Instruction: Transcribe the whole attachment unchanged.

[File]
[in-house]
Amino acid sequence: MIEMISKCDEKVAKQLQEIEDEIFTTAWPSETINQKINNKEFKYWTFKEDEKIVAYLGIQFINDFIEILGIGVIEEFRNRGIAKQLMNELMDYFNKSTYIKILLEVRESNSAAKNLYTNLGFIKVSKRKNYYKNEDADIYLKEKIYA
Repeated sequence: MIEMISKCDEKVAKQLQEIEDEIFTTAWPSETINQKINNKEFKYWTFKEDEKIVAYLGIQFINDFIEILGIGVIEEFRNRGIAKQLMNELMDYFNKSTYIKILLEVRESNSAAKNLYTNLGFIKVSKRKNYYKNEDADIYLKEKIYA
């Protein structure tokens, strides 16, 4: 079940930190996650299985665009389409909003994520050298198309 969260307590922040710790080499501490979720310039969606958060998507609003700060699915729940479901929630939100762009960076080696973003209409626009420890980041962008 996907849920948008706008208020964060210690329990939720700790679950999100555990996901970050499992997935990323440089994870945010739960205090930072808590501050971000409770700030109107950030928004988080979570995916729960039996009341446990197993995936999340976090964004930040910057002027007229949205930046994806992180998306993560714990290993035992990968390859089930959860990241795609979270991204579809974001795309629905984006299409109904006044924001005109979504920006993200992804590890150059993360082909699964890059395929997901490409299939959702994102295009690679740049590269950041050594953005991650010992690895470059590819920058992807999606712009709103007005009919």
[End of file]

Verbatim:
[in-house]
Amino acid sequence: MIEMISKCDEKVAKQLQEIEDEIFTTAWPSETINQKINNKEFKYWTFKEDEKIVAYLGIQFINDFIEILGIGVIEEFRNRGIAKQLMNELMDYFNKSTYIKILLEVRESNSAAKNLYTNLGFIKVSKRKNYYKNEDADIYLKEKIYA
Repeated sequence: MIEMISKCDEKVAKQLQEIEDEIFTTAWPSETINQKINNKEFKYWTFKEDEKIVAYLGIQFINDFIEILGIGVIEEFRNRGIAKQLMNELMDYFNKSTYIKILLEVRESNSAAKNLYTNLGFIKVSKRKNYYKNEDADIYLKEKIYA
């Protein structure tokens, strides 16, 4: 079940930190996650299985665009389409909003994520050298198309 969260307590922040710790080499501490979720310039969606958060998507609003700060699915729940479901929630939100762009960076080696973003209409626009420890980041962008 996907849920948008706008208020964060210690329990939720700790679950999100555990996901970050499992997935990323440089994870945010739960205090930072808590501050971000409770700030109107950030928004988080979570995916729960039996009341446990197993995936999340976090964004930040910057002027007229949205930046994806992180998306993560714990290993035992990968390859089930959860990241795609979270991204579809974001795309629905984006299409109904006044924001005109979504920006993200992804590890150059993360082909699964890059395929997901490409299939959702994102295009690679740049590269950041050594953005991650010992690895470059590819920058992807999606712009709103007005009919």